multiple users in windows 10

I need to know if there is any option by which I can allow multiple users to login in my windows 10 machine at the same time.
Just we do in servers.
yadavdepAsked:
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Lee W, MVPTechnology and Business Process AdvisorCommented:
No.  The license agreement prohibits it.
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Jose Gabriel Ortega CEE Solution Guide - CEO Faru Bonon ITCommented:
Well a Windows10 machine is a client machine is "Multiuser" because multiple users can login in the same computer BUT at different times, not at the same time, a windows 10 machine is a CLIENT OS, not a SERVER OS, so it's not the use you should be thinking of about your windows 10 machines.
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Cliff GaliherCommented:
No legal way to do this.
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Cliff GaliherCommented:
See others already answered.
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Jackie ManCommented:
If you are talking about concurrent access to a resource like file/folder sharing from a Windows 10 PC, the maximum concurrent connections for resource are 20.

https://social.technet.microsoft.com/Forums/en-US/c48275b9-c6b4-47ab-9f15-08f089342d4b/maximum-concurrent-connections-beyond-20?forum=WinPreview2014General
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McKnifeCommented:
Third party programs would need to be bought that allow this. Many people have questioned if these 3rd party programs are acting legally - of course they claim that they are. And since Microsoft has not shut them down, there is a chance that they really are.
Have a look, you can surely google them, but this will only be interesting for you if you are willing to pay.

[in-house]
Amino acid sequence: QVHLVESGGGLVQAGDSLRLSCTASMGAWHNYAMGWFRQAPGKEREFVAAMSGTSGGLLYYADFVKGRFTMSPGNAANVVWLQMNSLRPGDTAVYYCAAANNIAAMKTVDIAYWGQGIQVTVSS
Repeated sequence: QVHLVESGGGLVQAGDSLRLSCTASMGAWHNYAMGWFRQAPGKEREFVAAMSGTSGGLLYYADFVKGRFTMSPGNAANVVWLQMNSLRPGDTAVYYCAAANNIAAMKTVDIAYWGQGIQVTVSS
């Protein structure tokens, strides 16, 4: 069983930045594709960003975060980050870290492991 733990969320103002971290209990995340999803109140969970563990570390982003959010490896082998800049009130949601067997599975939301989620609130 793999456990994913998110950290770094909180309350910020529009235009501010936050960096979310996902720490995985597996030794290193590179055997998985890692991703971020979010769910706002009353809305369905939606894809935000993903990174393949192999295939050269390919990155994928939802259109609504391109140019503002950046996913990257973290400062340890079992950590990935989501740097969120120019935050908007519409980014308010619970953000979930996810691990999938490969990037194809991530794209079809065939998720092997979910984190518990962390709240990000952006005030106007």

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Cliff GaliherCommented:
"And since Microsoft has not shut them down, there is a chance that they really are."

That's where my mindset diverges.  China is a great example of a country that knowingly profits from selling pirated and bootlegged software. You can buy new movies and games for pennies on the dollar and it is blatantly illegal. But the Chinese government has no interest in shutting down one of their bigger industries.

The Microsoft EULA is *very* clear on this. Multiple sessions on a client OS is illegal.  That is cut and dry. The whole "MS would shut them down" thing just doesn't work. When you look at the countries of origin for programs that sidestep the MS EULA, they are almost universally from countries that are weak on enforcing IP laws. That doesn't make the situation legal. It just makes it difficult, and often impossible for MS to shut them down.

As such, advocating such programs based on their existence as proof of legality is not a line I am comfortable crossing. The EULA is clear and I think it is important to hold to that standard when I offer a solution.
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McKnifeCommented:
I like to point out that the EULA is the EULA of windows. It is about windows itself, not about software that runs on windows.